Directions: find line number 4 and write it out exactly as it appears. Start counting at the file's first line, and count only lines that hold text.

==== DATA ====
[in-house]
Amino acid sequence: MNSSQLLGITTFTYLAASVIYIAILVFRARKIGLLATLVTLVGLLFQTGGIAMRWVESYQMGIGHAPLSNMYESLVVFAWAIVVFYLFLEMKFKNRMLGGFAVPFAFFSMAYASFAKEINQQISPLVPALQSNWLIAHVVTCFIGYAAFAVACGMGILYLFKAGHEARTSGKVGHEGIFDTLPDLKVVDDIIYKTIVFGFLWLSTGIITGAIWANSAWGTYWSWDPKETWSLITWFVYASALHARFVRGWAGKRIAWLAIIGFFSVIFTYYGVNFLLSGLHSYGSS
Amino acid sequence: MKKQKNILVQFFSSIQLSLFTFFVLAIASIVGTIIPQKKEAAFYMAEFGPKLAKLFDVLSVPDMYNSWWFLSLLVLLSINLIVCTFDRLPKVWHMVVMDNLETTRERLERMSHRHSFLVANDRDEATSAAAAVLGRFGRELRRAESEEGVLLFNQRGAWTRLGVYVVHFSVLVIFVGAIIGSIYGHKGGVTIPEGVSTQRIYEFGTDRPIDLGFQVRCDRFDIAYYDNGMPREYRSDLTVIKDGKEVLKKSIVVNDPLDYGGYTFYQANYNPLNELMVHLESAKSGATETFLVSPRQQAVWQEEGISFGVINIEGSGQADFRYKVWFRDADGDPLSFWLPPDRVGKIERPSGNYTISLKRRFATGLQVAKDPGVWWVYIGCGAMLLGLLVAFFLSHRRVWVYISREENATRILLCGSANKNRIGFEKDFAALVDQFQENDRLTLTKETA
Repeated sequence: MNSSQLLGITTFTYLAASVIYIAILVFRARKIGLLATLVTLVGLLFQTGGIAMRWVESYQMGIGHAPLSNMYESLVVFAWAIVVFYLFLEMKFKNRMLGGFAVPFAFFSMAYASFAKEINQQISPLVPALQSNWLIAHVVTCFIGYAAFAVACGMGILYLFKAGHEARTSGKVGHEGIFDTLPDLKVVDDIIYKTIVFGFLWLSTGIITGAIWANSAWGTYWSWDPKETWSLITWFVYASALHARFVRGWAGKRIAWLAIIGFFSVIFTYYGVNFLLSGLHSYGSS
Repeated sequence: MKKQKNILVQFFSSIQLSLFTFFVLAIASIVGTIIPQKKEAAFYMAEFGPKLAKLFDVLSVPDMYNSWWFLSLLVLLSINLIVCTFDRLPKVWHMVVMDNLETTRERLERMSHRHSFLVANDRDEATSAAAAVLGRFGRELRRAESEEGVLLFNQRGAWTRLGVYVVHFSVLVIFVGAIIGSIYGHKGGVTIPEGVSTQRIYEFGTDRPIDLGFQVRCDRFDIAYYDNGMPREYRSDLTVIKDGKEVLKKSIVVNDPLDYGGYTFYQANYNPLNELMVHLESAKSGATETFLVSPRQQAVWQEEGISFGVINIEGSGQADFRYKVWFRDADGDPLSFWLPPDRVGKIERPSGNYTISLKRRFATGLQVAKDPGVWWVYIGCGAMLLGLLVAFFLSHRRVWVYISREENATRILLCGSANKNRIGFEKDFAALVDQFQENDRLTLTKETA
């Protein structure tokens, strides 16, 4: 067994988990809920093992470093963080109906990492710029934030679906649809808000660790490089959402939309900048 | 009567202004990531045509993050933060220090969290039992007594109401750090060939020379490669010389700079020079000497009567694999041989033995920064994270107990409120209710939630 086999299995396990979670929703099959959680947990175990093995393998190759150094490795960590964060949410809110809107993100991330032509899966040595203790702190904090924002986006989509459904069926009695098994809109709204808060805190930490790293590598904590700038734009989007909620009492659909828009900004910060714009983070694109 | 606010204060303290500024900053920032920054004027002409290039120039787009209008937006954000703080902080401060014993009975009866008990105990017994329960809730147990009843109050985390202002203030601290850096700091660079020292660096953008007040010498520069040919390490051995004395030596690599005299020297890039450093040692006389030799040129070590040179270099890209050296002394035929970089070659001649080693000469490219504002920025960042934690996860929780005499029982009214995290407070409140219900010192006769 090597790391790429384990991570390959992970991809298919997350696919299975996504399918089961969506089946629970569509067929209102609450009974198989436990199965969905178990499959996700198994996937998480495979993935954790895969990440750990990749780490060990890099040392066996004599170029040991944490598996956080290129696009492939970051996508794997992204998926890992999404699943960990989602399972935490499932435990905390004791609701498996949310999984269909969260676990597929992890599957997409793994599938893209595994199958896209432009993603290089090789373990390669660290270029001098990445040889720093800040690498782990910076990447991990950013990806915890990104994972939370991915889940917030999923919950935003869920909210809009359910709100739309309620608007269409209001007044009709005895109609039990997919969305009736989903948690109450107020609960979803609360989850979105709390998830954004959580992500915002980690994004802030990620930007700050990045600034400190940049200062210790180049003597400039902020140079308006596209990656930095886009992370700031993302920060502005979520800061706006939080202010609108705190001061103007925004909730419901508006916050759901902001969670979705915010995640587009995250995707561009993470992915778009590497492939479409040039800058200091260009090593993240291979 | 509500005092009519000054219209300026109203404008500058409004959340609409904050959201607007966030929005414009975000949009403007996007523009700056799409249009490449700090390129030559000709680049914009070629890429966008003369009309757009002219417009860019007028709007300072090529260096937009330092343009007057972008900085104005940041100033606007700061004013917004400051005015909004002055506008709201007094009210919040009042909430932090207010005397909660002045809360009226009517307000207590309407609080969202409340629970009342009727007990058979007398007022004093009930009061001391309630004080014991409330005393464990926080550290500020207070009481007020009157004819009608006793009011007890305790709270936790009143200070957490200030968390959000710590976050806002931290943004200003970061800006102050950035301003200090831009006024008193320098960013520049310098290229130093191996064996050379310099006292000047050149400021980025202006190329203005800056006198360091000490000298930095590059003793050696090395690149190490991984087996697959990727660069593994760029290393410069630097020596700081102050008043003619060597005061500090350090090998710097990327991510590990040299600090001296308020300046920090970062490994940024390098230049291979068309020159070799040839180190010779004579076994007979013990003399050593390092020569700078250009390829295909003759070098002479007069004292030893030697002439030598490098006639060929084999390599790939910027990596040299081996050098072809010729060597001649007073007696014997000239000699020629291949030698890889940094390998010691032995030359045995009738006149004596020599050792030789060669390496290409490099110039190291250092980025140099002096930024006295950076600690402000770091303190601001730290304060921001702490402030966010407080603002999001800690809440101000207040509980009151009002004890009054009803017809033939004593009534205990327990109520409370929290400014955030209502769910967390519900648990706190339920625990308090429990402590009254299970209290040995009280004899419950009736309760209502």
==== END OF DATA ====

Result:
Repeated sequence: MNSSQLLGITTFTYLAASVIYIAILVFRARKIGLLATLVTLVGLLFQTGGIAMRWVESYQMGIGHAPLSNMYESLVVFAWAIVVFYLFLEMKFKNRMLGGFAVPFAFFSMAYASFAKEINQQISPLVPALQSNWLIAHVVTCFIGYAAFAVACGMGILYLFKAGHEARTSGKVGHEGIFDTLPDLKVVDDIIYKTIVFGFLWLSTGIITGAIWANSAWGTYWSWDPKETWSLITWFVYASALHARFVRGWAGKRIAWLAIIGFFSVIFTYYGVNFLLSGLHSYGSS